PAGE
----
The rarely seen moment a black hole catches and devours a star has been spotted at the closest proximity yet.
In a galaxy named NGC 7392 located just 137 million light-years away, a quarter of the distance of the previous record, astronomers captured the scream of light as a supermassive black hole first pulled apart then swallowed a star.
Moreover, it's the first such event captured in unconventional light. Rather than optical or X-radiation, the event, named WTP14adbjsh, was seen as a bright infrared flare.
The discovery suggests that there could be such tidal disruption events (TDEs) out there that we're missing, simply because we're not looking in the right part of the electromagnetic spectrum. And this could solve a curious puzzle about the TDEs we have detected to date.
"Finding this nearby TDE means that, statistically, there must be a large population of these events that traditional methods were blind to," says astrophysicist Christos Panagiotou of MIT's Kavli Institute for Astrophysics and Space Research.
"So, we should try to find these in infrared if we want a complete picture of black holes and their host galaxies."
Black holes, if they're not actively accreting material, are hard to spot. They're so dense that spacetime curves in around them, creating a gravitational trap from which not even light can escape. This renders them effectively invisible to our light-sensitive instruments, the eyes with which we explore the cosmos.
But an active black hole is a messy eater. The violent processes of accretion in the extreme gravitational regime around them generate incredible amounts of light. Any star that wanders too close will first be distorted, then pulled apart by the tidal force of the gravitational interaction, before falling down onto the black hole as a rain of debris.
Here on Earth, we can see this as a bright flare and gradual fading of light as the star erupts and then dies, usually strongest, and first spotted, in X-ray and optical light.
WTP14adbjsh, by contrast, did not ping any of the telescopes set up to detect the X-ray and optical flares that are usually the telltale signs of a TDE.
Rather, Panagiotou and his colleagues found it in archival data collected by the NEOWISE spacecraft in 2014 and 2015, an infrared space telescope that scans the skies looking for asteroids and comets in the Solar System.
"We could see there was nothing at first," Panagiotou says. "Then suddenly, in late 2014, the source got brighter and by 2015 reached a high luminosity, then started going back to its previous quiescence."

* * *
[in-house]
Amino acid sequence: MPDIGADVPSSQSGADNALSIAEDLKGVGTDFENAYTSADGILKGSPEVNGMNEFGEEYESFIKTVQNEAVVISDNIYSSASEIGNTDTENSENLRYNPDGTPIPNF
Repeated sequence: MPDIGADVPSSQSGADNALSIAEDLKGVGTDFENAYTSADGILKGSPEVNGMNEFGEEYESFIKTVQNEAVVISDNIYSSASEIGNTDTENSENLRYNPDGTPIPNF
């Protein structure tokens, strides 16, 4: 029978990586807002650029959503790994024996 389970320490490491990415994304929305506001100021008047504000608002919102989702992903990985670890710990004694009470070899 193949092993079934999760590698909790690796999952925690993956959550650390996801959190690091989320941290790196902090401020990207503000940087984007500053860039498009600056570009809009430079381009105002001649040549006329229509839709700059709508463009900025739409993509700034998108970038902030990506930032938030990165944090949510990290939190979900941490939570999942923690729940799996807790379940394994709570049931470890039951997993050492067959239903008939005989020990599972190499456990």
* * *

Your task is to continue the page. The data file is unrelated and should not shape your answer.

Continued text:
Looking through other data of that region of the sky at the time of the flare collected by the MAXI (X-rays) and ASAS-SN (optical) surveys showed that WTP14adbjsh wasn't visible in those wavelengths at all.
Nevertheless, the way the light flared and faded was exactly consistent with the evolution of a TDE, around a supermassive black hole around 30 million times the mass of the Sun.
And this is where things get really interesting.
Most of the TDEs detected to date have been found in a relatively rare galaxy type. These are older, staid galaxies that don't have a lot of gas and dust in the space between the stars.
Nor do they have a lot of star formation going on; sort of 'goldilocks' galaxies, between the star-forming galaxies that are dusty and fairly busy with star formation, and the quiescent galaxies that seem to have finished with all that star-forming business, and are happy just peaceably drifting through space.
If we expect TDEs to occur anywhere, it's the star-forming galaxies, which are the most numerous in the Universe. That's because the stars they're churning out are expected to provide plenty of material for a black hole to tidally disrupt.
However, we've found relatively few TDEs in galaxies of this type, despite their preponderance.
WTP14adbjsh suggests a reason why. Star-forming galaxies have a lot of dust obscuring their centers. X-ray and optical light would not be able to penetrate this dust. But infrared light, with its longer wavelengths, doesn't scatter off dust particles the way shorter wavelengths do. It can travel straight through, largely unhindered.
So it's not that TDEs prefer host galaxies that don't have dust; it's that we haven't been looking for them in dusty host galaxies using the right tools. This means there could be a whole bold new Universe of dismembered stars screaming in infrared light, just waiting out there for us to find them.
"The fact that optical and X-ray surveys missed this luminous TDE in our own backyard is very illuminating, and demonstrates that these surveys are only giving us a partial census of the total population of TDEs," says astronomer Suvi Gezari of the Space Telescope Science Institute, who was not involved in the research.
"Using infrared surveys to catch the dust echo of obscured TDEs… has already shown us that there is a population of TDEs in dusty, star-forming galaxies that we have been missing."
The findings have been published in The Astrophysical Journal Letters.